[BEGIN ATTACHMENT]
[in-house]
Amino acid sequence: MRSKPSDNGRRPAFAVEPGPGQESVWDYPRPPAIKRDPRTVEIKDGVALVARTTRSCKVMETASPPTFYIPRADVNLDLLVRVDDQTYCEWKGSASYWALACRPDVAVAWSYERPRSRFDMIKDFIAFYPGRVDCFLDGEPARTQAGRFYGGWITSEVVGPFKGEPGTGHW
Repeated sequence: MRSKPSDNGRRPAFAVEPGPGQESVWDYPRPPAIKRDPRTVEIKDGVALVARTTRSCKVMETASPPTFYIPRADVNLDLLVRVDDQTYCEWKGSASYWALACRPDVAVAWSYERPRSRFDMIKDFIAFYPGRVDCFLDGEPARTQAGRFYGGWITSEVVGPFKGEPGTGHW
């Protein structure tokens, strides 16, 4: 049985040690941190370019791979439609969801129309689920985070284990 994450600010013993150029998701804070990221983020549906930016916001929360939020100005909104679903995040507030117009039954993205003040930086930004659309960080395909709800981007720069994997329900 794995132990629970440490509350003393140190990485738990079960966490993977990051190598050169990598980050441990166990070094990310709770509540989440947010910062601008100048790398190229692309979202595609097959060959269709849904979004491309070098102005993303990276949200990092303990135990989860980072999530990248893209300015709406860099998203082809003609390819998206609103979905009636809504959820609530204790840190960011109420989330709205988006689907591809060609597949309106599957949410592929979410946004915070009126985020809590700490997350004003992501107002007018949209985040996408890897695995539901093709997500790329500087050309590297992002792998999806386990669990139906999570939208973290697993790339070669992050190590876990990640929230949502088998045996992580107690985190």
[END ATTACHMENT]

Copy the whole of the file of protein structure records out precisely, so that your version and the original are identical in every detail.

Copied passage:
[in-house]
Amino acid sequence: MRSKPSDNGRRPAFAVEPGPGQESVWDYPRPPAIKRDPRTVEIKDGVALVARTTRSCKVMETASPPTFYIPRADVNLDLLVRVDDQTYCEWKGSASYWALACRPDVAVAWSYERPRSRFDMIKDFIAFYPGRVDCFLDGEPARTQAGRFYGGWITSEVVGPFKGEPGTGHW
Repeated sequence: MRSKPSDNGRRPAFAVEPGPGQESVWDYPRPPAIKRDPRTVEIKDGVALVARTTRSCKVMETASPPTFYIPRADVNLDLLVRVDDQTYCEWKGSASYWALACRPDVAVAWSYERPRSRFDMIKDFIAFYPGRVDCFLDGEPARTQAGRFYGGWITSEVVGPFKGEPGTGHW
């Protein structure tokens, strides 16, 4: 049985040690941190370019791979439609969801129309689920985070284990 994450600010013993150029998701804070990221983020549906930016916001929360939020100005909104679903995040507030117009039954993205003040930086930004659309960080395909709800981007720069994997329900 794995132990629970440490509350003393140190990485738990079960966490993977990051190598050169990598980050441990166990070094990310709770509540989440947010910062601008100048790398190229692309979202595609097959060959269709849904979004491309070098102005993303990276949200990092303990135990989860980072999530990248893209300015709406860099998203082809003609390819998206609103979905009636809504959820609530204790840190960011109420989330709205988006689907591809060609597949309106599957949410592929979410946004915070009126985020809590700490997350004003992501107002007018949209985040996408890897695995539901093709997500790329500087050309590297992002792998999806386990669990139906999570939208973290697993790339070669992050190590876990990640929230949502088998045996992580107690985190």